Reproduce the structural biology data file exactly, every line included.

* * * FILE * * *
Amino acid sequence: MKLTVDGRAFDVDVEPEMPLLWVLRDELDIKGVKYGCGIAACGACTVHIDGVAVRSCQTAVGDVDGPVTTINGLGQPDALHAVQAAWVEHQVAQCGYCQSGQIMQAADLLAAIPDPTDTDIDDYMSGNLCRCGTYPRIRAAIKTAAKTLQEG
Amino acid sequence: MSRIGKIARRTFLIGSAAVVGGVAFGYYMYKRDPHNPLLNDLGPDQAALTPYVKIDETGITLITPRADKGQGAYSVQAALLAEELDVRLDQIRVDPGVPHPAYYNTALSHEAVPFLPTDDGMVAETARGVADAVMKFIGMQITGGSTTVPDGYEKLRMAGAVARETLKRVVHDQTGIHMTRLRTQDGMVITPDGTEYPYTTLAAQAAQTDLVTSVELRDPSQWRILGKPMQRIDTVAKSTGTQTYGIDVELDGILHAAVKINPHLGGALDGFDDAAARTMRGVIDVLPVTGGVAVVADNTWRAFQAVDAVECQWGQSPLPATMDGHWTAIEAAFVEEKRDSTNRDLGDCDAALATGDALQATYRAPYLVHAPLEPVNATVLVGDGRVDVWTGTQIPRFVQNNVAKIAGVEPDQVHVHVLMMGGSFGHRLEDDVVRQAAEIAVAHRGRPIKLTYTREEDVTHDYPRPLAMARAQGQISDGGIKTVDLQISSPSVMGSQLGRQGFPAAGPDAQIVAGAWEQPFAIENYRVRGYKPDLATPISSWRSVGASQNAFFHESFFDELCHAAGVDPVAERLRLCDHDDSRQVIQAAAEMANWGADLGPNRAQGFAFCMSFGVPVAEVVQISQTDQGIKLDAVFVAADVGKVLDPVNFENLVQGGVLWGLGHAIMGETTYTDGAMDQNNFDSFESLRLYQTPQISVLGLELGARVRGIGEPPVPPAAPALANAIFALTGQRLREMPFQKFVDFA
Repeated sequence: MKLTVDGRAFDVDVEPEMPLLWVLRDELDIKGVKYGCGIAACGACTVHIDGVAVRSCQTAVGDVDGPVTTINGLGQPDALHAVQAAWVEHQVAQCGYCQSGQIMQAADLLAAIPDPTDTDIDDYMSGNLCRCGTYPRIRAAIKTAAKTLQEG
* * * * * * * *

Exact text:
Amino acid sequence: MKLTVDGRAFDVDVEPEMPLLWVLRDELDIKGVKYGCGIAACGACTVHIDGVAVRSCQTAVGDVDGPVTTINGLGQPDALHAVQAAWVEHQVAQCGYCQSGQIMQAADLLAAIPDPTDTDIDDYMSGNLCRCGTYPRIRAAIKTAAKTLQEG
Amino acid sequence: MSRIGKIARRTFLIGSAAVVGGVAFGYYMYKRDPHNPLLNDLGPDQAALTPYVKIDETGITLITPRADKGQGAYSVQAALLAEELDVRLDQIRVDPGVPHPAYYNTALSHEAVPFLPTDDGMVAETARGVADAVMKFIGMQITGGSTTVPDGYEKLRMAGAVARETLKRVVHDQTGIHMTRLRTQDGMVITPDGTEYPYTTLAAQAAQTDLVTSVELRDPSQWRILGKPMQRIDTVAKSTGTQTYGIDVELDGILHAAVKINPHLGGALDGFDDAAARTMRGVIDVLPVTGGVAVVADNTWRAFQAVDAVECQWGQSPLPATMDGHWTAIEAAFVEEKRDSTNRDLGDCDAALATGDALQATYRAPYLVHAPLEPVNATVLVGDGRVDVWTGTQIPRFVQNNVAKIAGVEPDQVHVHVLMMGGSFGHRLEDDVVRQAAEIAVAHRGRPIKLTYTREEDVTHDYPRPLAMARAQGQISDGGIKTVDLQISSPSVMGSQLGRQGFPAAGPDAQIVAGAWEQPFAIENYRVRGYKPDLATPISSWRSVGASQNAFFHESFFDELCHAAGVDPVAERLRLCDHDDSRQVIQAAAEMANWGADLGPNRAQGFAFCMSFGVPVAEVVQISQTDQGIKLDAVFVAADVGKVLDPVNFENLVQGGVLWGLGHAIMGETTYTDGAMDQNNFDSFESLRLYQTPQISVLGLELGARVRGIGEPPVPPAAPALANAIFALTGQRLREMPFQKFVDFA
Repeated sequence: MKLTVDGRAFDVDVEPEMPLLWVLRDELDIKGVKYGCGIAACGACTVHIDGVAVRSCQTAVGDVDGPVTTINGLGQPDALHAVQAAWVEHQVAQCGYCQSGQIMQAADLLAAIPDPTDTDIDDYMSGNLCRCGTYPRIRAAIKTAAKTLQEG